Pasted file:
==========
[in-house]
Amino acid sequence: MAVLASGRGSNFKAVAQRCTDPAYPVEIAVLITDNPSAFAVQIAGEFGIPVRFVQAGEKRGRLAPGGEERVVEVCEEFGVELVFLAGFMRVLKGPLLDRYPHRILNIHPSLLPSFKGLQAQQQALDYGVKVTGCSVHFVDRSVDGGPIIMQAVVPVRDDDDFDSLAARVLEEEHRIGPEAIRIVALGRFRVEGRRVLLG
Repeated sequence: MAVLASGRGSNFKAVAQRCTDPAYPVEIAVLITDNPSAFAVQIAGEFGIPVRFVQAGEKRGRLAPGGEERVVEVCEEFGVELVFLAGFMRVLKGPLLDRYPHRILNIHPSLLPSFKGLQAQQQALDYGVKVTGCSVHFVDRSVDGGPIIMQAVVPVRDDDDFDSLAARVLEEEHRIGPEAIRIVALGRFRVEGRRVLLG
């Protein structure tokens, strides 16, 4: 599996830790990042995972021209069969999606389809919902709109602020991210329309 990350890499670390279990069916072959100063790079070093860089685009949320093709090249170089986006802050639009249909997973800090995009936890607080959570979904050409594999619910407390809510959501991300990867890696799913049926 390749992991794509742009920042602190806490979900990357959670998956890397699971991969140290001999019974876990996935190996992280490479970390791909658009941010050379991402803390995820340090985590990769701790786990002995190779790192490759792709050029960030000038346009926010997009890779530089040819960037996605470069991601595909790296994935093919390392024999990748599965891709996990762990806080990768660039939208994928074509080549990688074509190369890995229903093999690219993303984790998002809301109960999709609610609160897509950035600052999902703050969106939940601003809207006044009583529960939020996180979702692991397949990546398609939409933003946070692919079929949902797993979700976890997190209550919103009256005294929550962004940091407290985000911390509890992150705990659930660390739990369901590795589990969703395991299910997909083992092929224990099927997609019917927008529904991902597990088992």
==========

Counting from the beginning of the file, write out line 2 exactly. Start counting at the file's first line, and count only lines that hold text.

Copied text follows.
Amino acid sequence: MAVLASGRGSNFKAVAQRCTDPAYPVEIAVLITDNPSAFAVQIAGEFGIPVRFVQAGEKRGRLAPGGEERVVEVCEEFGVELVFLAGFMRVLKGPLLDRYPHRILNIHPSLLPSFKGLQAQQQALDYGVKVTGCSVHFVDRSVDGGPIIMQAVVPVRDDDDFDSLAARVLEEEHRIGPEAIRIVALGRFRVEGRRVLLG